Commercial Real Estate

Commercial real estate is a broad term describing property that is being used to generate a profit. It can take many forms such as commercial malls, hotels, industrial property, office buildings, apartment buildings, hospitals, warehouses and the list goes on and on. Individuals or business entities generally acquire a specific commercial property because of its location. Unlike stocks or bonds where many people can buy the same thing, real estate is scarce. The location of the commercial property will generally drive its best use but each specific location also has its own unique challenges.

Imagine a typical industrial section of a city or along a highway. High smokestacks, smells and truck traffic are not uncommon. With this location it is probably not best to develop a multi-tenant apartment complex. This is better suited for a manufacturing company or a warehouse. However, in these locations, environmental concerns must play a bigger role in the process due to potential liability and clean up costs imposed by the federal, state and local environmental laws.

Contrast this with farmland being converted into a small office complex along I95. While environmental concerns should never be ignored, in this instance however, the surrounding challenges may be developmental in nature. For example, land use and rezoning may play a larger role in the process.

Wherever your property is located and whatever the potential issues may be, Danziger Shapiro & Leavitt, PC has the ability to represent you no matter what role you may play in the process - buyer, seller, investor or bank. Below we have set forth a very brief overview of common issues that need to be considered when buying or selling commercial real estate.

The Commercial Real Estate Process

Step 1. Development of the Deal and Due Diligence

The first step with any commercial real estate deal is to develop your plan. What are you trying to accomplish and how are you going to get there? Development of your deal requires due diligence. The amount of due diligence required varies for every deal. However there certainly are basic questions common to all real estate deals.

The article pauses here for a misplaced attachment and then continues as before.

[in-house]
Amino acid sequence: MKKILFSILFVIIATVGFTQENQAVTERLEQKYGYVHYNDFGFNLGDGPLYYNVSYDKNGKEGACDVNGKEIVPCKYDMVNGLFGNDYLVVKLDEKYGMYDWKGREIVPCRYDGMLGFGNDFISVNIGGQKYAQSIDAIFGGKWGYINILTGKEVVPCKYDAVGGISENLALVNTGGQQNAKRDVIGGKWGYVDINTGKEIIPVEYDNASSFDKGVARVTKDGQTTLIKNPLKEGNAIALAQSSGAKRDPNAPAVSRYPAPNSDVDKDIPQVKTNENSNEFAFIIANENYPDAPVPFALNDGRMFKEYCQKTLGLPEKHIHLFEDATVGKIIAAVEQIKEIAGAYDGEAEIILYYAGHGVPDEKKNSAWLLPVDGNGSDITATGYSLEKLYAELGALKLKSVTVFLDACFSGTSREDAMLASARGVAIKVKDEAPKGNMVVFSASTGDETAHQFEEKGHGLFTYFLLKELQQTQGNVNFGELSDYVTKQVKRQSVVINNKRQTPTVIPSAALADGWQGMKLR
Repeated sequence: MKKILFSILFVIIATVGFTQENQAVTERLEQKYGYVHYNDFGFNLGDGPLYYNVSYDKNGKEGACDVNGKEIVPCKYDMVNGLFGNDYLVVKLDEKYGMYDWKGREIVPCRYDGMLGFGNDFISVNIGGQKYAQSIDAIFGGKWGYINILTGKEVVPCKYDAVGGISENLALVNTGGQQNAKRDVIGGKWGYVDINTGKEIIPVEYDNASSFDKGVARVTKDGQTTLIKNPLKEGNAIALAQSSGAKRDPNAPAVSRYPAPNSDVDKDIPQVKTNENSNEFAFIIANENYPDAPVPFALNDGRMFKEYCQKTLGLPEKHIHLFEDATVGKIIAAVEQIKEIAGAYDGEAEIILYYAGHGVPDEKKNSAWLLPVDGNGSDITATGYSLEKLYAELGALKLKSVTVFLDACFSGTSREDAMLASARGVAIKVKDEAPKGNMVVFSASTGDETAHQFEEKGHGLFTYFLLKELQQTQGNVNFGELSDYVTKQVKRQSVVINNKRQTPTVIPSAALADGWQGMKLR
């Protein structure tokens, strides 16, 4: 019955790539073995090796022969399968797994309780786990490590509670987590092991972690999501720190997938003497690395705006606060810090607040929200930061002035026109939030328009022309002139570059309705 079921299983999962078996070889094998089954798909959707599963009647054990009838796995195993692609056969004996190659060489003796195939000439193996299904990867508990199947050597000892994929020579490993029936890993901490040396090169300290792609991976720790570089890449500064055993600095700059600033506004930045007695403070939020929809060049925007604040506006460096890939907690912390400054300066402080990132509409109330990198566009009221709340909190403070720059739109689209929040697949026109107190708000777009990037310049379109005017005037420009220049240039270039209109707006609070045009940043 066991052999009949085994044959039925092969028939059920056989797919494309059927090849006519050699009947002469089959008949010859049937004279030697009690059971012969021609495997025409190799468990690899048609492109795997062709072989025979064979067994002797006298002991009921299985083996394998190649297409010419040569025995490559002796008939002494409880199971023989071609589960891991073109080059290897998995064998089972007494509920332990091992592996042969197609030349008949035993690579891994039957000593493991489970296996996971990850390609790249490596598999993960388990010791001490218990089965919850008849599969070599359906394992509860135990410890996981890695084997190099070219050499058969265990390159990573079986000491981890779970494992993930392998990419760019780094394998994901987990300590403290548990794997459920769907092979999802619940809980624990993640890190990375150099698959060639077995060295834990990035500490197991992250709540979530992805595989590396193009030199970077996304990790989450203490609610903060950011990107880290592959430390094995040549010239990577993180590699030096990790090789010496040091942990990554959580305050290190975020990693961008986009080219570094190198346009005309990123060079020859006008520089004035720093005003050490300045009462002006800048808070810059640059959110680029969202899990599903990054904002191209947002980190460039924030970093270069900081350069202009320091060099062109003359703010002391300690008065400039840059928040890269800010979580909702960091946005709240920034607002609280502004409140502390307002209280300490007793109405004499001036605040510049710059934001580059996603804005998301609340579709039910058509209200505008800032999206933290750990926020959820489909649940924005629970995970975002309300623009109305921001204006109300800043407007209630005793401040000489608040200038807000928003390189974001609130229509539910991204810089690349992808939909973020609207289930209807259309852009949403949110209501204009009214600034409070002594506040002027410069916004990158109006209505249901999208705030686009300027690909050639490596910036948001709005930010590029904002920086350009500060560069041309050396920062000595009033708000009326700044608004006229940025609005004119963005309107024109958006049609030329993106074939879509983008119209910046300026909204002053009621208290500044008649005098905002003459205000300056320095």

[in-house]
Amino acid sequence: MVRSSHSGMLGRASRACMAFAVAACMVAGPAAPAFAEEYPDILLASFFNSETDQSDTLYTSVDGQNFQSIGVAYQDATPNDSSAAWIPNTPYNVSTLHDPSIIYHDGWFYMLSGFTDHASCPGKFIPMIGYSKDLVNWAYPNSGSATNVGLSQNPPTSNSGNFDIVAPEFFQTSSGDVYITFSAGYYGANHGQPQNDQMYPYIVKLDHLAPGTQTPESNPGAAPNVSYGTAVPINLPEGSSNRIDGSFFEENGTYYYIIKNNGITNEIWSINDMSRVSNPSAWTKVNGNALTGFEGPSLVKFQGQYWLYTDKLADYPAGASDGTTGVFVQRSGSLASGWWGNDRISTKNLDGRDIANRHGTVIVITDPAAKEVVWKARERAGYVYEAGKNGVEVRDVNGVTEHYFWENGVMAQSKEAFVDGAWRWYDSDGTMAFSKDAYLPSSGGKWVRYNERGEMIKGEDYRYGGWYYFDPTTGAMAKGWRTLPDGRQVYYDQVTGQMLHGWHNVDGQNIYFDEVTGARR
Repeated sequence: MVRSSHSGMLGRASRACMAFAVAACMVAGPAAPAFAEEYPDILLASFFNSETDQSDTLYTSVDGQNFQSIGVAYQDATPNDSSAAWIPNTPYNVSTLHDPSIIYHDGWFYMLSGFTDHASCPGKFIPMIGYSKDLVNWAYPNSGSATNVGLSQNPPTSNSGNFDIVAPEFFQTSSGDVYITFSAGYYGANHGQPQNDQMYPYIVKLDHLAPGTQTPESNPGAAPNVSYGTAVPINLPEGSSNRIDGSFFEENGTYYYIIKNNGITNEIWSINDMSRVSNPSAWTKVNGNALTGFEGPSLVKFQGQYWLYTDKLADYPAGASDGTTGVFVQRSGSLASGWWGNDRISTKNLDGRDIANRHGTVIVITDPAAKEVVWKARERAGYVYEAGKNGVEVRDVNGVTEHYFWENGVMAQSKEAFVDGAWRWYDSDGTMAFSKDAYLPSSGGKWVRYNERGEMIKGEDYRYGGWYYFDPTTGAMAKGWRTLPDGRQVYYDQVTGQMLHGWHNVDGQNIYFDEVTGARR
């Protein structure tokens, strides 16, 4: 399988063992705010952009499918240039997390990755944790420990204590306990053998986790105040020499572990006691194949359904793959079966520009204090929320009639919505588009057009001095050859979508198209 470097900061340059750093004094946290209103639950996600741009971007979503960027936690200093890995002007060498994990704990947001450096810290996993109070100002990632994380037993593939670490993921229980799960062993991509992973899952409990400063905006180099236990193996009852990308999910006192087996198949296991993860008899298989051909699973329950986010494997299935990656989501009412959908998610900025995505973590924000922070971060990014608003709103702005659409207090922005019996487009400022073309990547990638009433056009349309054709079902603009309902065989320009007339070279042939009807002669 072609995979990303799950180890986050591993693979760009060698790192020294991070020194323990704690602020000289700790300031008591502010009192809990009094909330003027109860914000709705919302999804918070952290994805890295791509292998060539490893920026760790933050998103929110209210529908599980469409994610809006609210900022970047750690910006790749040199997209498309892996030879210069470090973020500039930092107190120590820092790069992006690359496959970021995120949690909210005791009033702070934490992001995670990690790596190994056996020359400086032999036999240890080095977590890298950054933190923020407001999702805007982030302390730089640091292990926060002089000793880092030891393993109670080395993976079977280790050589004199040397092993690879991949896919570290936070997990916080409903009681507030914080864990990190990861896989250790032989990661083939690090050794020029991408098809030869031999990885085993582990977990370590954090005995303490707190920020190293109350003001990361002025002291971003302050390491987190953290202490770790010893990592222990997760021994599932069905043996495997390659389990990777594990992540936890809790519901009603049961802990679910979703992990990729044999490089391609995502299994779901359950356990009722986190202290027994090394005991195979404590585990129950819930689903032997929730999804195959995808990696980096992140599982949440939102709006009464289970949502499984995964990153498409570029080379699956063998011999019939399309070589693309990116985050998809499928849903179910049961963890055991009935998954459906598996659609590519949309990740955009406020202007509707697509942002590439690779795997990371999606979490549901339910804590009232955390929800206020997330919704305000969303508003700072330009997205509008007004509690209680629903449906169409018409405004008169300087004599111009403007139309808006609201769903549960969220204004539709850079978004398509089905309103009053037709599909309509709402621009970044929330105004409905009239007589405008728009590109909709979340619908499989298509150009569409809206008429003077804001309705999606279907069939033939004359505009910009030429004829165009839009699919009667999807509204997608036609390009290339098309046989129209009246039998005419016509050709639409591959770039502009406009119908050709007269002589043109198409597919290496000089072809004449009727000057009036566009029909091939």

• Is the location appropriately zoned for what you want to use the property for?
  • Are there environmental issues? If so, is a stage 1 or stage 2 investigation required?
  • Is the property properly zoned? Will a zoning variance be required?
  • Is it necessary to appear before neighborhood associations and other interested parties to gain acceptance of your project?
  • Outstanding taxes and other liens against the property?
  • Are engineering studies required?
  • Is financing secured (early seed money and/or bank financing)?
  • Retain the correct professionals (lawyers, engineers, accountants etc...)

Step 2. Transfer of the Commercial Property

The second step in the transaction is the transfer of the commercial property to a new owner. As with the first step, there are several steps that are common to all transactions whether you are the buyer, seller, investor or contractor as you move forward from development towards actual operations.

  • Is the property "turn-key"?
  • Is construction required?
  • Is construction financing required with arranged "draws"?
  • Is a project manager required?
  • Marketing of Project (informal and formal)?

Step 3. Operation of the Commercial Property

By the time you reach step three you should have already developed a plan regarding how the commercial real estate is actually going to be managed so that you make money on your investment.

  • Do you need tenants? If so, a plan should have been put into place in Step 2 above.
  • Commercial Leases. Do you have leases in place with your tenants if you are using the building yourself? In appropriate circumstances, sometimes a business will want to have ownership of its business in a separate entity from its business for liability and related reasons.
  • Financing. Is a short term loan required to insure the long terms success of your business (known as a bridge loan)?
Why is Danziger Shapiro & Leavitt different from other real estate law firms?

Simply put, we don't over lawyer the deal and get in the way. At Danziger Shapiro & Leavitt we operate our law firm as a small business and as such are acutely aware of the pressures you face. We work with you side by side to get you from point A to point B in the quickest and most cost effective way possible taking into account when it is necessary to bear down on a particular issue.

Recent transactions include:

Represented controlling party in sale of 8.5M hotel in suburban PA

Represented physician in acquisition of multi-tenant free standing professional office building for $1M.

Represented investor in connection with construction financing project. After review of transaction advised client not to invest saving client several hundred thousand dollars. Click here for client review.

Representing property owner in self development of a block long mixed use property.